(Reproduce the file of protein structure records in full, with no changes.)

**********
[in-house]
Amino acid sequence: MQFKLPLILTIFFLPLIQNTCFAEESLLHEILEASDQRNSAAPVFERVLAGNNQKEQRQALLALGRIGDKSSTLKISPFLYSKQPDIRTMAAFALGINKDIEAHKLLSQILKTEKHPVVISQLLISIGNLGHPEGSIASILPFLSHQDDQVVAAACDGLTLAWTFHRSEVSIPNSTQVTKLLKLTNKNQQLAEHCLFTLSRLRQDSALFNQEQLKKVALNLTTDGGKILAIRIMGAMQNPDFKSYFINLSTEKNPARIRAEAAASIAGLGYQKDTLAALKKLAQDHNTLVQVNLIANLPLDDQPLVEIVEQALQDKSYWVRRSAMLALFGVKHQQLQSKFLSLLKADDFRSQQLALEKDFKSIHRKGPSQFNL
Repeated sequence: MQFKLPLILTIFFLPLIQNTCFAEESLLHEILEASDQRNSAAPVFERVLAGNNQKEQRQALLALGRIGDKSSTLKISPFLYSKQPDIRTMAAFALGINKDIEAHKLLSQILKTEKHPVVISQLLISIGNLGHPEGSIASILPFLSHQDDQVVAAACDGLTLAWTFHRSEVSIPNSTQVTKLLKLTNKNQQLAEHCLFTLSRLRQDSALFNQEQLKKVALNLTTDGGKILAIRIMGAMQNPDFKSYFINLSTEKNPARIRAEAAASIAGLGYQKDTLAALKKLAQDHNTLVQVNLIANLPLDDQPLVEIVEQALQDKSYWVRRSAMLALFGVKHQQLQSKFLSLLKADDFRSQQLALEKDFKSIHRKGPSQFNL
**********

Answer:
[in-house]
Amino acid sequence: MQFKLPLILTIFFLPLIQNTCFAEESLLHEILEASDQRNSAAPVFERVLAGNNQKEQRQALLALGRIGDKSSTLKISPFLYSKQPDIRTMAAFALGINKDIEAHKLLSQILKTEKHPVVISQLLISIGNLGHPEGSIASILPFLSHQDDQVVAAACDGLTLAWTFHRSEVSIPNSTQVTKLLKLTNKNQQLAEHCLFTLSRLRQDSALFNQEQLKKVALNLTTDGGKILAIRIMGAMQNPDFKSYFINLSTEKNPARIRAEAAASIAGLGYQKDTLAALKKLAQDHNTLVQVNLIANLPLDDQPLVEIVEQALQDKSYWVRRSAMLALFGVKHQQLQSKFLSLLKADDFRSQQLALEKDFKSIHRKGPSQFNL
Repeated sequence: MQFKLPLILTIFFLPLIQNTCFAEESLLHEILEASDQRNSAAPVFERVLAGNNQKEQRQALLALGRIGDKSSTLKISPFLYSKQPDIRTMAAFALGINKDIEAHKLLSQILKTEKHPVVISQLLISIGNLGHPEGSIASILPFLSHQDDQVVAAACDGLTLAWTFHRSEVSIPNSTQVTKLLKLTNKNQQLAEHCLFTLSRLRQDSALFNQEQLKKVALNLTTDGGKILAIRIMGAMQNPDFKSYFINLSTEKNPARIRAEAAASIAGLGYQKDTLAALKKLAQDHNTLVQVNLIANLPLDDQPLVEIVEQALQDKSYWVRRSAMLALFGVKHQQLQSKFLSLLKADDFRSQQLALEKDFKSIHRKGPSQFNL